H2: Age. When testing for the variable age we performed two ANOVA tests. The first test with 38 large and 32 small companies resulted in a p-value of 0,041, with a mean of 21,68 for the large firms compared to a mean of 18,31 for the smaller firms. The second test with 33 large and 37 small companies resulted in a p-value of 0,036, with a mean of 21.97 for the older firms and a mean of 18,51 for the younger firms. The results indicate that there are a statistical difference between the groups’ mean scores. Also when per-forming a correlation test, a positive correlation of 0,362 between company age and voluntary disclosure was found. The correlation was significant with a p-value of 0,002.
H3: Size. When testing for company size, the ANOVA test resulted in a p-value of 0,008. Therefore it can be concluded that there is a significant difference between the groups mean scores and therefore it is unlikely that they come from the same popula-tion. The group of large companies had a mean score of 22,31 and the group of small companies had a mean score of 17,97 indicating that larger companies provides more voluntary information. A Pearson’s’ r test was performed and a positive correlation of 0,178 was found. However, it had a p-value of 0,140. Since the p-value is greater than 0,05 the Pearson’s r test is not significant because it cannot be proved that the correla-tion was not found by chance.
H4: Ownership concentration. Ownership concentration was found to be not significant with a p-value of 0,430 from the ANOVA test. This means that H4 that claims that companies with more dispersed shares disclose more information is not supported by the test. The correlation test is also insignificant with a p-value of 0,961.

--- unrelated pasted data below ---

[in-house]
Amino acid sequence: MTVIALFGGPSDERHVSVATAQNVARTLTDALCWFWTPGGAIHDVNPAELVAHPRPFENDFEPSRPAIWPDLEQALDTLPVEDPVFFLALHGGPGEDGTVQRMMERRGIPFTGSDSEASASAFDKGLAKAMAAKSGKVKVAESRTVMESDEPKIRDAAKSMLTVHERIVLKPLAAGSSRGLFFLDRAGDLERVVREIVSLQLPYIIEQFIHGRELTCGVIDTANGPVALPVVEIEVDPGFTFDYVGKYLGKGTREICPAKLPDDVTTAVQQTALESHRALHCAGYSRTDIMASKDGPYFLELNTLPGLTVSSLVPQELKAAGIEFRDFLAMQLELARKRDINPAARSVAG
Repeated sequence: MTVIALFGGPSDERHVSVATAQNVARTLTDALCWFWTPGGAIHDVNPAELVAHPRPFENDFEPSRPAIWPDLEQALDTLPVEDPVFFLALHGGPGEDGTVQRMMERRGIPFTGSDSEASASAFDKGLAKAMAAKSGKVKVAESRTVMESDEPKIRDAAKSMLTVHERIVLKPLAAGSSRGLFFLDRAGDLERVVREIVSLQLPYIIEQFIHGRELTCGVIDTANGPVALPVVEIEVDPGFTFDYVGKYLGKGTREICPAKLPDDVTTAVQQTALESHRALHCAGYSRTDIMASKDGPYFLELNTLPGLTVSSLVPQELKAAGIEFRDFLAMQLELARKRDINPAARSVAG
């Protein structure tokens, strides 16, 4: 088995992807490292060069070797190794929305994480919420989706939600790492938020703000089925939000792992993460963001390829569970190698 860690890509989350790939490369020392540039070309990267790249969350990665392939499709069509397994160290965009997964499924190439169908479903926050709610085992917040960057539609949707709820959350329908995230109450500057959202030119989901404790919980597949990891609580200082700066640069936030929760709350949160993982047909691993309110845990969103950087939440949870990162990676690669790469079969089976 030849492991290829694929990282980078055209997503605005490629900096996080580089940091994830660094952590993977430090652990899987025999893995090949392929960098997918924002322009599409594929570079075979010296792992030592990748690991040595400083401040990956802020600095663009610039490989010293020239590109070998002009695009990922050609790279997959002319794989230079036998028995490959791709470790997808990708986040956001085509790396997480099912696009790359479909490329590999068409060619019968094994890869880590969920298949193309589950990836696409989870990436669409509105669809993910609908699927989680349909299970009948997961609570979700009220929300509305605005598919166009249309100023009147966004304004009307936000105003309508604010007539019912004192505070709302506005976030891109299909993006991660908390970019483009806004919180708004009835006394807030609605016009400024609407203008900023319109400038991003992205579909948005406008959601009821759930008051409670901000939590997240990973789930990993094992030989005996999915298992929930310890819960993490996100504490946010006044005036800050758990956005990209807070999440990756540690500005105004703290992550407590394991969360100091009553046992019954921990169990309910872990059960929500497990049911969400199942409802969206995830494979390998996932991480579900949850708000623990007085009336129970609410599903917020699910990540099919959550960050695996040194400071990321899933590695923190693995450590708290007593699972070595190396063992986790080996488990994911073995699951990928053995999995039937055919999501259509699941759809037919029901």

H5: Leverage. The ANOVA does not show any support for H5 that states that compa-nies that are more leveraged disclose more information than less leveraged firms. The p-value for the ANOVA is 0,242 and is therefore not significant. The correlation test showed a p-value of 0,270 and is also not significant.
H6: Profitability. The ANOVA test for the hypothesis showed that there was not a sig-nificant relationship between profitability and voluntary disclosure with a p-value of 0,560. Companies that was more profitable had a mean score of 19,66 and therefore disclosed insignificantly less information than less profitable companies that had a mean score of 20,63. The correlation test was also insignificant with a p-value of 0,089 and hence, no conclusions can be drawn from it.
Analysis of company characteristics’ influence on voluntary disclosure
In this chapter the results are analysed, starting with H1 moving on and ending with the analysis of H6. The results are interpreted with the use of relevant theories and previ-ous research.